“Saul was very angry and resentful .... Saul kept a
jealous eye on David.” (1 Sm 18:8-9). The problem with
this is not just the obvious sin in resentment, jealousy and
putting down others. The bigger problem is opening ourselves
up to the work of the evil one. “The next day an evil
spirit from God rushed upon Saul” (1 Sm 18:10a). Now
God does not inflict evil on us, but what this means is that
God somehow withheld His merciful and protective hand on Saul,
so that the enemy that is always lurking looking for an opening
did find one, and immediately rushed in. Even Saul realized
later that the Lord “had turned away from” him
(1 Sm 18:12b).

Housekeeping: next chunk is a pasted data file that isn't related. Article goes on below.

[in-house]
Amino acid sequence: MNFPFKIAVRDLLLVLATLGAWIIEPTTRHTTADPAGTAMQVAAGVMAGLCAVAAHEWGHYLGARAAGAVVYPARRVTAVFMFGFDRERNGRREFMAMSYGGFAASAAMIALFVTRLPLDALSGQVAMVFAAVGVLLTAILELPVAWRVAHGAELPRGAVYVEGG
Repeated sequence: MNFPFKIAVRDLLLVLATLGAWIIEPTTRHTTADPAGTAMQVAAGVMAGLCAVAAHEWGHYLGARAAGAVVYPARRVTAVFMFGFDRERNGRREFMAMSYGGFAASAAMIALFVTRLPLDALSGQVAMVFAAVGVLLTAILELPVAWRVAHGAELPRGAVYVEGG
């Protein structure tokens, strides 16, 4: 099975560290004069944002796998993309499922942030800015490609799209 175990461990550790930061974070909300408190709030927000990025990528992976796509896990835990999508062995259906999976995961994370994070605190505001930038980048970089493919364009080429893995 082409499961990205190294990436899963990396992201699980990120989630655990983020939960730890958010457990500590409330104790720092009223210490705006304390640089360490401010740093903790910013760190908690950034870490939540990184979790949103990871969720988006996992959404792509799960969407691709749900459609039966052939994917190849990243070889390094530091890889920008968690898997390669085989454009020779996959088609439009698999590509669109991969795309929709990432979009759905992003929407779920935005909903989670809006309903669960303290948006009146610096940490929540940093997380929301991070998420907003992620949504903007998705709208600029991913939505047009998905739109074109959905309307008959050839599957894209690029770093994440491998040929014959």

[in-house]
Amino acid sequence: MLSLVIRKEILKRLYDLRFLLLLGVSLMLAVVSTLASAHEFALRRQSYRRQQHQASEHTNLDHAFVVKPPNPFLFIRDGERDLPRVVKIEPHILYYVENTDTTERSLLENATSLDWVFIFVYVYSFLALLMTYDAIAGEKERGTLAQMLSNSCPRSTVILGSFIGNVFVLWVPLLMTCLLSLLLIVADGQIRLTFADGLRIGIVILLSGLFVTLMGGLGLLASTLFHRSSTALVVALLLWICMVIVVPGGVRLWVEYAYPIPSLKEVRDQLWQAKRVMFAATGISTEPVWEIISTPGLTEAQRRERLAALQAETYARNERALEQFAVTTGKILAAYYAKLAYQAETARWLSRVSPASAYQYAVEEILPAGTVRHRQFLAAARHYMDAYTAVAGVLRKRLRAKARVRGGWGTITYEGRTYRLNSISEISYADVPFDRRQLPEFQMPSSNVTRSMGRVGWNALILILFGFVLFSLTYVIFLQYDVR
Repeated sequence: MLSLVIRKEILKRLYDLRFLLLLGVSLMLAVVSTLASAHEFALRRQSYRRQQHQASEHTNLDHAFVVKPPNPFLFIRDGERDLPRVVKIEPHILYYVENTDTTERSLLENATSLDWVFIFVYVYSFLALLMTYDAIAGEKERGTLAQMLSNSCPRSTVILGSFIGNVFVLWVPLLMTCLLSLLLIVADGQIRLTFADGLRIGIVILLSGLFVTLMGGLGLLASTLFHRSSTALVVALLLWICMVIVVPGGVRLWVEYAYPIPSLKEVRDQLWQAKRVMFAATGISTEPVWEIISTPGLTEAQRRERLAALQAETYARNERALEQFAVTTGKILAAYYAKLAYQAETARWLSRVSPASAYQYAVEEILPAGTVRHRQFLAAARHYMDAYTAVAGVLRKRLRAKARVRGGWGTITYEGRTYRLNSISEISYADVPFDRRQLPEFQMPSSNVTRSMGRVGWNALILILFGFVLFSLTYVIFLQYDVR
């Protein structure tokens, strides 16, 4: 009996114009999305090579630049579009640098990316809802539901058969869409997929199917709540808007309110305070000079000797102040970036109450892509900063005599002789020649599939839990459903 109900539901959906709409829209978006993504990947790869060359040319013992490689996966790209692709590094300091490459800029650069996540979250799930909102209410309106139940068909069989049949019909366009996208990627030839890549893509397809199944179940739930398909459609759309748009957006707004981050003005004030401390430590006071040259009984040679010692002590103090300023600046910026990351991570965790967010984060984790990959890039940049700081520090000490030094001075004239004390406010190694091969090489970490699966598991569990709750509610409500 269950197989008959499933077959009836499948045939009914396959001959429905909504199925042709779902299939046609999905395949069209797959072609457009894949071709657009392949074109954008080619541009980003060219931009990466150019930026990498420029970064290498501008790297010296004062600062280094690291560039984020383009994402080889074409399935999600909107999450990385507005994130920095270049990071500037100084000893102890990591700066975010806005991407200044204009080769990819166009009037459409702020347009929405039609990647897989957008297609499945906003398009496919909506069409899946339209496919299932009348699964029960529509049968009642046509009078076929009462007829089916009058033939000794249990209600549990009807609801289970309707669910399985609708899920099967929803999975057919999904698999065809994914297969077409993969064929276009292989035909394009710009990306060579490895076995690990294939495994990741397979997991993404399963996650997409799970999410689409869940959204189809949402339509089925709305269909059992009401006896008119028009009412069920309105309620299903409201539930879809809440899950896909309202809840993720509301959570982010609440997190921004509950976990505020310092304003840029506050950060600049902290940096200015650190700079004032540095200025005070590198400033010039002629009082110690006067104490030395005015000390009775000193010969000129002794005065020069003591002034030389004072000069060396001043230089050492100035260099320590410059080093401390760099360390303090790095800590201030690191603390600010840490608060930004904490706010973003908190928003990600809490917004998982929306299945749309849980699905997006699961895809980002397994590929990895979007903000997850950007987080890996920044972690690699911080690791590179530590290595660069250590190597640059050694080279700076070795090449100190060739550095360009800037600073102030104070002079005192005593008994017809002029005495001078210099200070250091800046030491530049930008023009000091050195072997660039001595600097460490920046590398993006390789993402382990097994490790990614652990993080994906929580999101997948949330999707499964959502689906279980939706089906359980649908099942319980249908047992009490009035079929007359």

was the result? Saul “raged in his house.” (1
Sm 18:10b). His envy brought him deeper into the mire. Now
he tried to kill David (1 Sm 18:11). He plotted against David,
even using his daughters Merob and Michal as pawns. His aim
was to get David killed in battle (1 Sm 18:17,21,25). The
more Saul plotted, the more David became prominent and admired.
Through the various military campaigns, David’s “name
was held in great esteem.” (1 Sm 18:30b). “So
Saul feared David all the more and was his enemy ever after.”
(1 Sm 18:29). How tragic. Saul despised David who was his
best warrior, his loyal servant, his son-in-law. Saul persecuted
David and plotted to take his life, engaging even his own
“son Jonathan and with all his servants.” (1 Sm
The work of God is very important to Him. The spiritual war
is very real, and even if the evil one is already defeated,